Spain fell to hosts Russia in the first penalty shootout of the 2018 World Cup. An own goal by Russia was cancelled out by a penalty conceded by Pique. After the 1-1 stalemate through extra time, Spain lost 4-3 on penalties due to misses by Koke and Aspas, granting Russia a trip to the quarterfinals.
Spain were on the front foot as usual, with their early efforts resulting in a 12th minute goal. After a hard foul committed by Russia on Nacho, the free kick delivery was swung into the box towards Ramos at the far post. The Spanish defender was in the process of being thrown to the ground by Ignashevich, but the ball miraculously bounced off the Russian and into the net. Talk about instant karma.
After the goal, Spain found it difficult to cope with Russia’s pressure. With a severe lack of penetration, Spain created almost no more chances for the rest of the first half.
Then, in the 40th minute, Russia were given a penalty after a corner delivery struck the outstretched hand of a jumping Pique. Dzuyba made no mistake from the spot, granting Russia a much-deserved equalizer after threatening Spain for much of the first half. However, the goal seemed to wake Spain up as they started to push for a goal again, going into halftime with a bit of momentum.
The momentum didn’t do much for Spain, though. The second half was much more even than the first, with both sides probing forward on attack. Spain regained some rhythm in possession but were still unable to penetrate while Russia had some promising counters through players like Golovin but lacked the passing ability to get through the midfield.
Despite some good subs from both sides, the match was destined for extra time.
It wasn’t until the 109th minute of extra time that a good chance for either team was created. A run from fourth sub Rodrigo forced a great save from Akinfeev, but the ball fell to Carvajal, whose shot was blocked.
The biggest controversial moment of the match happened in the 115th minute when Pique and Ramos were both held on a free kick. The referee and VAR both disagreed, however. And with that chance gone, the game went to penalties.
Iniesta stepped up first for Spain and slotted his penalty away with confidence. Smolov then scored his for Russia, followed by Pique and Ignashevich.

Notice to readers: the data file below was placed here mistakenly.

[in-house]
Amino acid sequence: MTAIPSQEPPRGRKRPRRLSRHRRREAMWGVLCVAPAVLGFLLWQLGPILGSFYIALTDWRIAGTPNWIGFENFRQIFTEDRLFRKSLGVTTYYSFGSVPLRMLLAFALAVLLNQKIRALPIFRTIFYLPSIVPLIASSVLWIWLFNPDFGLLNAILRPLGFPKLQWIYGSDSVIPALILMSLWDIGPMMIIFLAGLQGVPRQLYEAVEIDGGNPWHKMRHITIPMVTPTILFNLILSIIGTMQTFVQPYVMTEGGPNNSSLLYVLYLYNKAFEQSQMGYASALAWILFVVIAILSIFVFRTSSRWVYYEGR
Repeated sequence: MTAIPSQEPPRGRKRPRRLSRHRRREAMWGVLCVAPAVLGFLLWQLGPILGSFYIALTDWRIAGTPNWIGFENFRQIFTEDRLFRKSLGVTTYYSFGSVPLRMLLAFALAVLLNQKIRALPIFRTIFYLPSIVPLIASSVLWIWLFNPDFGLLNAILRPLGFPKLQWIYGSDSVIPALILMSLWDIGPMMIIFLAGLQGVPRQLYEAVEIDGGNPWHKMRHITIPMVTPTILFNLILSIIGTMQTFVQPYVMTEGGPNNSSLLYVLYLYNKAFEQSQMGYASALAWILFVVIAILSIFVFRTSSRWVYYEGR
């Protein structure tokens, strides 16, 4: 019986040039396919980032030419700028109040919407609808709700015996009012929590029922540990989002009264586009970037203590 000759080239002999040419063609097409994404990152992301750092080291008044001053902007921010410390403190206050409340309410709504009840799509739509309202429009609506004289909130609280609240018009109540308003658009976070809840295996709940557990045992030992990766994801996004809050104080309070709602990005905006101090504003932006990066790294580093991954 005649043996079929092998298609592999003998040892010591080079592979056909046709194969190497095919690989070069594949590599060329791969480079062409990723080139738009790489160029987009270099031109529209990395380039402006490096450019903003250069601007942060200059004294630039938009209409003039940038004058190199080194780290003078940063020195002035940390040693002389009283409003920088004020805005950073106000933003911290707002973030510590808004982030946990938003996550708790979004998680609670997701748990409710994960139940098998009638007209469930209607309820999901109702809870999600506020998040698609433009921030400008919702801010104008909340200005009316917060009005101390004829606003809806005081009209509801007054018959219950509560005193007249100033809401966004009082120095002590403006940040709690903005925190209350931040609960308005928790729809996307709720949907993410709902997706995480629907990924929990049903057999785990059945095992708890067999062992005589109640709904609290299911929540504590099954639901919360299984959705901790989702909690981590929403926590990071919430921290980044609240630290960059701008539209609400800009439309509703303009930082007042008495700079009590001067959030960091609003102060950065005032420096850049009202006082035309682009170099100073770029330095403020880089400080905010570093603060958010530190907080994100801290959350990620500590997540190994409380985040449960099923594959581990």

Then, Koke attempted his but Akinfeev went in the right direction and saved it. Golovin then dispatched his to give Russia the lead.
Ramos kept Spain alive by scoring his penalty with a slow run up. Cheryshev then sent his down the middle to score as well.
Finally for Spain was Iago Aspas, who took a long run up and kicked his down the middle. Akinfeev dove to his right but his hanging foot caught the ball kicked it away to grant Russia a tremendous knockout stage victory over title contenders Spain.
Spain were fortunate to score first after making use of their time on the ball, but they were unable to capitalize on the early lead. Russia used their superior physicality to make Spain very uncomfortable in possession, which had two benefits for the hosts. Not only were Spain’s chances limited, but Russia were also able to create their own from balls won off of the opposition.
Spain’s lack of creativity can also be attributed to their starting lineup choices. Nacho, Asensio, and Koke found their way into the team, but these players contributed very little to Spanish attacks. Asensio was too similar to Isco, Nacho too defensive, and Koke too passive. The inclusion of Iniesta, Carvajal, and Iago Aspas helped add directness to the team, which was a welcome change to Spain’s usual subpar substitutions.
On the other hand, Spain’s defense was far better in this game than it was against Morocco. Although they lost the ball too frequently for their own tastes, they limited Russia’s space on the counter, forcing the hosts to be impeccable with their passing. Any mistake was immediately pounced upon by the Spanish defenders. As a result, Spain rarely looked in danger of conceding a goal in regulation.
Man of the Match: Sergio Ramos
Ramos was absolutely massive in this game. His pace was instrumental in snuffing out Russia’s quick counters, and his physicality allowed him to win headers and hold his own against some of Russia’s strongest players.
Ramos also filled the role of a Spanish center back perfectly. He acted as a pivot in possession, swinging the ball from one side of the pitch to the other and picking out attacking players in space. At times, Spain’s possession looked static and devoid of creativity but Ramos was always looking to push the ball forward.
This game was a messy draw before penalties, but Ramos made sure it never got too out of hand for his team. They may have lost in the dice roll that is penalties, but Ramos made sure his team even made it there in the first place.
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